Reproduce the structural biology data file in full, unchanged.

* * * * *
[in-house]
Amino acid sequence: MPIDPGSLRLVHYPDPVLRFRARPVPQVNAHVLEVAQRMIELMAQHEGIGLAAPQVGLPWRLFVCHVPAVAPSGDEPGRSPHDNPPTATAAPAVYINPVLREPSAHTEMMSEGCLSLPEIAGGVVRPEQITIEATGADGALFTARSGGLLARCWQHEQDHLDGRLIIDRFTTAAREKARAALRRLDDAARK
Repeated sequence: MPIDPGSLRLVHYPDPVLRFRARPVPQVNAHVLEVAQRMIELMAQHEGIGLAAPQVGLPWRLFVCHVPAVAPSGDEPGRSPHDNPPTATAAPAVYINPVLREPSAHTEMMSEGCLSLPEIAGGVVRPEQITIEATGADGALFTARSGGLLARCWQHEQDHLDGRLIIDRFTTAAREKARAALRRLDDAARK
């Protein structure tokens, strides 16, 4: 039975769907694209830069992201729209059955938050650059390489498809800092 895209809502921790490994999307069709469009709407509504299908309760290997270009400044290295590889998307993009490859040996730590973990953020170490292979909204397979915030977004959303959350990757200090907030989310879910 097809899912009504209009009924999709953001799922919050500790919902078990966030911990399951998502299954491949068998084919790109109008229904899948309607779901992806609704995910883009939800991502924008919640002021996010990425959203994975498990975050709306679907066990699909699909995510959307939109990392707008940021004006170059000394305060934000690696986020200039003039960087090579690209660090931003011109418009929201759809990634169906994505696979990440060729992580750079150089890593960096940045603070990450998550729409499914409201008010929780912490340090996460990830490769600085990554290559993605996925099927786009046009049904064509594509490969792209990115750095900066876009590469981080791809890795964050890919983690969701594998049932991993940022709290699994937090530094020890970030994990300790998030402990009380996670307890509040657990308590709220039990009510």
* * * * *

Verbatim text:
[in-house]
Amino acid sequence: MPIDPGSLRLVHYPDPVLRFRARPVPQVNAHVLEVAQRMIELMAQHEGIGLAAPQVGLPWRLFVCHVPAVAPSGDEPGRSPHDNPPTATAAPAVYINPVLREPSAHTEMMSEGCLSLPEIAGGVVRPEQITIEATGADGALFTARSGGLLARCWQHEQDHLDGRLIIDRFTTAAREKARAALRRLDDAARK
Repeated sequence: MPIDPGSLRLVHYPDPVLRFRARPVPQVNAHVLEVAQRMIELMAQHEGIGLAAPQVGLPWRLFVCHVPAVAPSGDEPGRSPHDNPPTATAAPAVYINPVLREPSAHTEMMSEGCLSLPEIAGGVVRPEQITIEATGADGALFTARSGGLLARCWQHEQDHLDGRLIIDRFTTAAREKARAALRRLDDAARK
């Protein structure tokens, strides 16, 4: 039975769907694209830069992201729209059955938050650059390489498809800092 895209809502921790490994999307069709469009709407509504299908309760290997270009400044290295590889998307993009490859040996730590973990953020170490292979909204397979915030977004959303959350990757200090907030989310879910 097809899912009504209009009924999709953001799922919050500790919902078990966030911990399951998502299954491949068998084919790109109008229904899948309607779901992806609704995910883009939800991502924008919640002021996010990425959203994975498990975050709306679907066990699909699909995510959307939109990392707008940021004006170059000394305060934000690696986020200039003039960087090579690209660090931003011109418009929201759809990634169906994505696979990440060729992580750079150089890593960096940045603070990450998550729409499914409201008010929780912490340090996460990830490769600085990554290559993605996925099927786009046009049904064509594509490969792209990115750095900066876009590469981080791809890795964050890919983690969701594998049932991993940022709290699994937090530094020890970030994990300790998030402990009380996670307890509040657990308590709220039990009510």